The American Bar Association definition of a legal assistant/paralegal:
A legal assistant or paralegal is a person qualified by education, training or work experience who is employed or retained by a lawyer, law office, corporation, governmental agency or other entity who performs specifically delegated substantive legal work for which a lawyer is responsible.
(Adopted by the ABA in 1997)
A legal assistant/paralegal cannot give legal advice, represent a client in court, set a fee, or accept a case, which functions are generally considered the practice of law. Working under the supervision of an attorney, the legal assistant's work product is merged with and becomes part of the attorney work product. A legal assistant may perform any function delegated by an attorney..
A paralegal must adhere strictly to the accepted standards of legal ethics and to the general principles of proper conduct. The performance of the duties of the paralegal is governed by specific Canons so that justice will be served and goals of the profession attained.
Two US Supreme Court cases ruled on the
recoverability of paralegal fees in attorney fee awards:
Missouri v. Jenkins, 1989
This is the first instance in which the US Supreme Court addressed the recoverability of paralegal fees under §1988 of the Civil Rights Attorney's Fee Awards Act of 1976. In this case, the petitioner was seeking the award of attorney and paralegal fees after a lengthy litigation. The Court was asked whether the work of paralegals, law clerks and recent law graduates could be reimbursed at market rates, rather than their cost to attorneys.
The Court recognized that everyone - attorneys, paralegal employees and clients - benefits from the proper utilization of paralegals. In its opinion, the Court stated:
By encouraging the use of lower cost paralegals rather than attorneys wherever possible, permitting market-rate billing of paralegal hours "encourages cost-effective delivery of legal services and, by reducing the spiraling cost of civil rights litigation, furthers the policies underlying civil rights statutes."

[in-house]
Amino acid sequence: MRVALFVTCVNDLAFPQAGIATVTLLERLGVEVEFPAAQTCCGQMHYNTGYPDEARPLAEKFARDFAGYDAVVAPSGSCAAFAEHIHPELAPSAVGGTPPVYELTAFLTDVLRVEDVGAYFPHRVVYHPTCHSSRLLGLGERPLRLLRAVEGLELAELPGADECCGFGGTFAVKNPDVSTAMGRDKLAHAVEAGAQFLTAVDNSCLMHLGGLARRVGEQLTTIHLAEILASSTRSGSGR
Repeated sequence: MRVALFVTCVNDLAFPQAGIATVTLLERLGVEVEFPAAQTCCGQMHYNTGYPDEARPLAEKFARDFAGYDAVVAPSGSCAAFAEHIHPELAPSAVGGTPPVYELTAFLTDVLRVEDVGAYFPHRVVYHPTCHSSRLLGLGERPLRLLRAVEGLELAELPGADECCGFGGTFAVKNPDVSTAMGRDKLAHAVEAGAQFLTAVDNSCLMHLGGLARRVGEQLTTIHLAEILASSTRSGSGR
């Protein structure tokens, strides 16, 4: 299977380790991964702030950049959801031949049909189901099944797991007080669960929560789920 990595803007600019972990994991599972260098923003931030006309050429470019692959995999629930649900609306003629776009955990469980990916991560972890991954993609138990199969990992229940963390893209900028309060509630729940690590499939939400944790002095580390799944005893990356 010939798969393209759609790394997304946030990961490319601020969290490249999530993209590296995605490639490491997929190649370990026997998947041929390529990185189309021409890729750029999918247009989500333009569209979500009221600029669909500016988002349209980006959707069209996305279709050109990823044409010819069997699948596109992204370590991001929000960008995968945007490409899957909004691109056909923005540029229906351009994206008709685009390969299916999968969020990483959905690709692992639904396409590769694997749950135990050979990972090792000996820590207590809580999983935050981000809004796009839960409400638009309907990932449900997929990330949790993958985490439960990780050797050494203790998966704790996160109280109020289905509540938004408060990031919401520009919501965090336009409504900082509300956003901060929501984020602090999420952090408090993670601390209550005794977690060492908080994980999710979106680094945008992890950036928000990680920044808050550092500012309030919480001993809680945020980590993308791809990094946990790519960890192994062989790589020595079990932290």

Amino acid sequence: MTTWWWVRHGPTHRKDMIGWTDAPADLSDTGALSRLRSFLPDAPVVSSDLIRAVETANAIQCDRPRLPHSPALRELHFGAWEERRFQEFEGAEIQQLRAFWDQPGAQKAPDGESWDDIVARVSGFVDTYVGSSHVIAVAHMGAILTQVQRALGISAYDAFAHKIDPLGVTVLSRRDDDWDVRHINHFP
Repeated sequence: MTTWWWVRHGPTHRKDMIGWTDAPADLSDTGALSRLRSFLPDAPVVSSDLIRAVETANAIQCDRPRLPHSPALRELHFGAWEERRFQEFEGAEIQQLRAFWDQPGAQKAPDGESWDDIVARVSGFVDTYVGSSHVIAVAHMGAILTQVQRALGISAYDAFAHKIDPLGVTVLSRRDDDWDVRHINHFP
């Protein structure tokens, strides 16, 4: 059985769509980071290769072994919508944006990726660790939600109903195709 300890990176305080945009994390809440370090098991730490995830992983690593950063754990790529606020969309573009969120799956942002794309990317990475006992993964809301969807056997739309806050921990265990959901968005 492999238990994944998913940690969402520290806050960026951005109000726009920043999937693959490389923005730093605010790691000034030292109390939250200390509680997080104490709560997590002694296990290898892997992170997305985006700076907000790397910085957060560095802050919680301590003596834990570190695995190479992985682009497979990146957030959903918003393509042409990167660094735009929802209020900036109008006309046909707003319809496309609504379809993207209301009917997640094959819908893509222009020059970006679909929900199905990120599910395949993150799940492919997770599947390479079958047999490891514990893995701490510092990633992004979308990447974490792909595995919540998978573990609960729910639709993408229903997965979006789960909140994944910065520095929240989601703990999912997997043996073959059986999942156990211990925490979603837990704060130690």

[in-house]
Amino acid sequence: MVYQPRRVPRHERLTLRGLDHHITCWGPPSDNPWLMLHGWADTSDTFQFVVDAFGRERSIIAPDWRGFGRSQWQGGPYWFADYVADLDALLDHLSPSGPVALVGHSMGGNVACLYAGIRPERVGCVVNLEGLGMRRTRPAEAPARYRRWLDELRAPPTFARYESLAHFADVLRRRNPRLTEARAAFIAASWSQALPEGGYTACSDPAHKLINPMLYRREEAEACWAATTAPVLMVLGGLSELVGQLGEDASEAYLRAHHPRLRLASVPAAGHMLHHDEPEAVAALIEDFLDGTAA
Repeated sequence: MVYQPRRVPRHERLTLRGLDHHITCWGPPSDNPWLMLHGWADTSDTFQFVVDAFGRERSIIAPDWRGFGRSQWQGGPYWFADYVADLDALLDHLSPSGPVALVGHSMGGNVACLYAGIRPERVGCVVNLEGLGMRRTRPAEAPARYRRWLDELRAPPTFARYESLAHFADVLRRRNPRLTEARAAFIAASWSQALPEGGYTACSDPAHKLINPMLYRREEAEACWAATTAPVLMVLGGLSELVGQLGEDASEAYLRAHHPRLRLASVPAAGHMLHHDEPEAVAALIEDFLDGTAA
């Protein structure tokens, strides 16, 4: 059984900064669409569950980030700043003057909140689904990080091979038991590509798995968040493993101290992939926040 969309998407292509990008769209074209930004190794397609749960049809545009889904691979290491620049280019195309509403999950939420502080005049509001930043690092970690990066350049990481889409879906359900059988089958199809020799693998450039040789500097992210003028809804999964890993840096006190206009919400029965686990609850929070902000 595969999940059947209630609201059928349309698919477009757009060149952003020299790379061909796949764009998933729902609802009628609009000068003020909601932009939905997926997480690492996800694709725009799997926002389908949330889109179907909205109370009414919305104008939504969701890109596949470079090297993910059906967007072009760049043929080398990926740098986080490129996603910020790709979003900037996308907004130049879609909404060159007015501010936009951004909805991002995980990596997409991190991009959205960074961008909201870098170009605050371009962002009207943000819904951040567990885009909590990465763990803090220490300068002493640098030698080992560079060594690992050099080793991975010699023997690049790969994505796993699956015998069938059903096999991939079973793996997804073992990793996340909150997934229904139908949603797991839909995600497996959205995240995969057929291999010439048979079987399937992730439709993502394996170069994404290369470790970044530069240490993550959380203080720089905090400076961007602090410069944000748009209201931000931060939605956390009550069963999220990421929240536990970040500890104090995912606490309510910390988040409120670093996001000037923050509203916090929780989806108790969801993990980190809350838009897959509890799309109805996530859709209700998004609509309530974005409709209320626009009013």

Richlin v. Chertoff, 2008
The question before the US Supreme Court in this case is very similar to that in Missouri v Jenkins. However, instead of considering the award of paralegal fees in the Civil Rights Act, this time, the Court was asked to review if paralegal fees could be reimbursed at market rates under the Equal Access to Justice Act. Citing the Court's decision in Missouri v Jenkins, the court again stated paralegal fees may be awarded at market rates. This is a particularly interesting case in that the Supreme Court only accepts a few cases for review each year.
The importance of these decisions cannot be overstated. Twice, the US Supreme Court has been asked to decide whether paralegal time may be reimbursed at market rates under fee shifting statutes. Twice, the Court has provided an unequivocal "yes." The Court has recognized the value of attorney utilization of paralegal services as a cost efficient way to deliver paralegal services. At the same time, the Court has recognized paralegal time should be billed the same as other professional staff.
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